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The Rise of User-Generated Content

“The next wave of the Web is going to be user generated content.”  – John Doerr, Silicon Valley Venture Capitalist

It simply makes good sense that user generated content would be effective as a content marketing tactic. Content marketers already know that people trust other people, not marketers, and are much more interested in hearing about the experiences and views of fellow users than clever brand-generated copy. In a global digital world where authenticity reigns, the user will almost always be viewed as more authentic than the brand itself.

What is User Generated Content?

User generated content is exactly as you might imagine—any type of content created and posted by unpaid contributors. It can take the form of reviews, testimonials, photos, videos, tweets, and more. It is the process of users promoting a brand instead of the brand itself.

Why is User Generated Content Successful?

User generated content is powerful because it builds connections between like-minded people, whether the opportunity is to share a common experience or win a prize.

Remember the ALS Association Ice Bucket Challenge? Not many people were aware of ALS before this challenge, but it catapulted awareness (and contributions) of this terrible disease. It all began with former Boston College baseball player, Pete Frates, a young man diagnosed with ALS. He challenged some friends and celebrities to pour a bucket of ice water over their heads or donate to ALS. It went viral, raising $115 million for the ALS Association.

While the ALS Association had no hand in creating this user generated content, there are many ways for brands to purposefully integrate user generated content into their content marketing strategies. These ways range from the simple—adding a social media feed to your website—to ingenious campaigns, such as that created by Loews Hotels.

Loews searched Instagram for images taken by real guests at Loews hotels. They aggregated them into the brand’s own social media channels and even added the images to the hotel’s website. Loews called the campaign, Nobody Tells Our Story Better Than You. Each photographer gets credit for his or her photo, and potential guests can see what a Loews Hotel experience is like through the eyes of real guests.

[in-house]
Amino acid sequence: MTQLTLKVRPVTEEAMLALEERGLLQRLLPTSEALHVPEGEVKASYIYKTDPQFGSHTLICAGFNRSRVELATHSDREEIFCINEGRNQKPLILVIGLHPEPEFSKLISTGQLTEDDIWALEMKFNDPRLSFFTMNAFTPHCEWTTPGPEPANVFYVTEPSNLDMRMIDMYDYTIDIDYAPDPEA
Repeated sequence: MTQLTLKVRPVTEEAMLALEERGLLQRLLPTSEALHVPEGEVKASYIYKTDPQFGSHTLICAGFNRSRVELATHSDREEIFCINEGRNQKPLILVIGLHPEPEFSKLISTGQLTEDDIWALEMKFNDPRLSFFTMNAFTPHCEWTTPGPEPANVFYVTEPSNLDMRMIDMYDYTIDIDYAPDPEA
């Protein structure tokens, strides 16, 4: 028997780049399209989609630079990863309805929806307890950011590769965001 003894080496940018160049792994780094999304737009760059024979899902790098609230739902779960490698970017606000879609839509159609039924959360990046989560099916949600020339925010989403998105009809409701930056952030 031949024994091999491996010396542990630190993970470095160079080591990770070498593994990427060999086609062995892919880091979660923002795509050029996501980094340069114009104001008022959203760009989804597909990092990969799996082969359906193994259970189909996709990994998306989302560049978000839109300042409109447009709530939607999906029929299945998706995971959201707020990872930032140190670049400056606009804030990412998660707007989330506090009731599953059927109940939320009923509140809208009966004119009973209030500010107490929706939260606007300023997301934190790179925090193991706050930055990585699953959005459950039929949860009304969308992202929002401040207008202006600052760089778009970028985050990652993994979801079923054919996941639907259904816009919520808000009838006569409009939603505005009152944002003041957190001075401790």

It’s a Win-Win-Win

The consumer wins because they get a better understanding of a product or service from other consumers. Content marketers win because user generated content is a proven tactic in which the brand doesn’t have to create the content. And the brand wins, as awareness and preference for their offerings grow.

From Starbuck’s White Cup Coloring Contest to Sales Force’s IdeaExchange calling for users to suggest what new features it should add to its product, brands are bringing customers closer to the fold, letting them be part of the brand experience.

As user generated content gains traction, recent statistics mark its worth:

  • A study run by brand builders Cohn & Wolfe, shows that 63 percent of consumers would rather buy from a company they consider to be authentic.
  • found that brand engagement rises by 28 percent when brands employ a mixture of user generated content and their own marketing content.

So, next time you’re at a content strategy meeting, bring some user generated content ideas to the table to explore how this strategy can help expand social reach, build trust, and increase sales.

Deborah K.

Deborah was the kid who would rather write book reports and essays than play ball during recess. Although she didn’t score many points with her peers, it did lead to her career creating content for TV, radio, print and new media for companies as varied as Dooney& Bourke, Panera Breads, Visa, SUNY Ulster and Hudson Valley Federal Savings Bank. She is also a principal of small packages – a digital design company, and past partner/marketing director of whatis.com, the world’s foremost reference on information technology. And, her love of food enabled her to become a contributing editor of both Gourmet Retailer and Food Distribution Magazines. Deborah has a bachelor degree in fine art from the Hartford Art School, University of Hartford and a masters in higher education administration from Stony Brook University. When she’s not writing, her love of quilting, furry animals, friends, and family sustains her.

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